labingi: (ivan)
If any 19th-century woman can claim a place as quintessential geek girl, it is surely Mary Shelley, author of Frankenstein. Not only is she the progenitor of one of the icons of geek culture and a founder of modern science fiction, she is also, I will argue, firmly situated in the grand tradition of women fan fiction writers. Born August 30, 1797, she would be 216 years old today.

Brief Biography
Mary Wollstonecraft Shelley seemed marked for literary accomplishment. The daughter radical philosopher, William Godwin, and prototypic feminist and author of A Vindication of the Rights of Women, Mary Wollstonecraft, Mary Shelley was a natural heir to literary talent. Despite this advantage, however, her life was fraught with sorrows. Her mother having died in childbirth, she grew up close to her father. This relationship, however, was shattered when at sixteen she eloped with scandalous Romantic poet, Percy Bysshe Shelley (of the “Satanic School”).

Though the Shelleys loved each other and were surrounded by a stimulating social circle of Romantic intelligentsia, their lives were troubled, not least by the loss of several children: Percy Florence was the only child to survive his parents. After Shelley’s untimely death in a boating accident, Mary found herself a widow at twenty-four with a son to support. Though Shelley’s father was a baronet, his disapproval of his son’s elopement meant that he provided little financial support. She ended up significantly augmenting her income by writing and editing.

She was a prolific writer. In addition to Frankenstein and her futuristic science fiction novel, The Last Man, she wrote lesser-known novels, short stories, children’s stories, travel literature, and essays (and, of course, voluminous letters).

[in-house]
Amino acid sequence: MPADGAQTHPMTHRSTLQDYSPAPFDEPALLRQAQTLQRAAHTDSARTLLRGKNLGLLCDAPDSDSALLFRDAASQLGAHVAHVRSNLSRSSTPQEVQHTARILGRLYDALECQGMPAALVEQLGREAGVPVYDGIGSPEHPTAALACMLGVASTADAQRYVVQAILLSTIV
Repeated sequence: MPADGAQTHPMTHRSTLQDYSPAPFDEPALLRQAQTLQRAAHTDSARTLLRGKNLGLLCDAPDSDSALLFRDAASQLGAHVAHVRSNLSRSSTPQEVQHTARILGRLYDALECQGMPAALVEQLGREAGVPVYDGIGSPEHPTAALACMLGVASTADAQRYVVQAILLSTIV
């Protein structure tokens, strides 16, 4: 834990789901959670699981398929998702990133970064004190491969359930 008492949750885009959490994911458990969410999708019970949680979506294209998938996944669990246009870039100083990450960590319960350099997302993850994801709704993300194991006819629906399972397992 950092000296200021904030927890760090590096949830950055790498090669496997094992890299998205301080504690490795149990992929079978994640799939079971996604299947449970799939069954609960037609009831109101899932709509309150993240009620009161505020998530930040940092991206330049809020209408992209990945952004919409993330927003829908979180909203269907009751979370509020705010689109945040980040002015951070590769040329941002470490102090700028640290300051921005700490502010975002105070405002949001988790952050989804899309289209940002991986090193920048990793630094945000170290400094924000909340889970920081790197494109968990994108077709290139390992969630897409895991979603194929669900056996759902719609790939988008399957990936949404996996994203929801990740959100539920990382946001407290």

Today, aside from some slight attention to The Last Man and her novella, “Mathilda, ” about an incestuous father-daughter relationship, she is only remembered for Frankenstein. But, really, isn’t that enough?

Read the rest at The Geek Girl Project.
labingi: (Default)
Did you know that before E. M. Forster wrote Maurice, Mary Shelley wrote it? Not the same story, of course, but she did write a short story of the same name in 1820 as a gift for a friend’s daughter, Laurette.

The beginning of the story demands quoting, which I will do (with some ellipsis):

“One Sunday afternoon in the month of September, a traveller entered the town of Torquay.... The streets of the town were empty... so the traveller walked on through the meaner streets of the town... and then he paused at the door of a neat-looking inn....

“He entered the inn, and asking for dinner, unbuckled his wallet, and sat down to rest himself near the door.

“A tall man of glowering countenance approached and stood over him, addressing him in a surly manner: ‘Dinner? I’m sorry, did you say dinner?’

“ 'Yes,' replied the traveller, 'if you would be so good. I am weary from walking, and dinner just now would suit me admirably.'

"The innkeeper’s visage grew red with ire. 'It’s barely eleven o’clock!' cried he. 'Does that sound like dinner time to you? This is a hotel, not a full-service restaurant. I mean, do you have any idea how much work there is to do?' " (75-76).

Sorry, as a Fawlty Towers fan, I couldn’t resist.

Now, back to the story (spoilers follow):Read more... )

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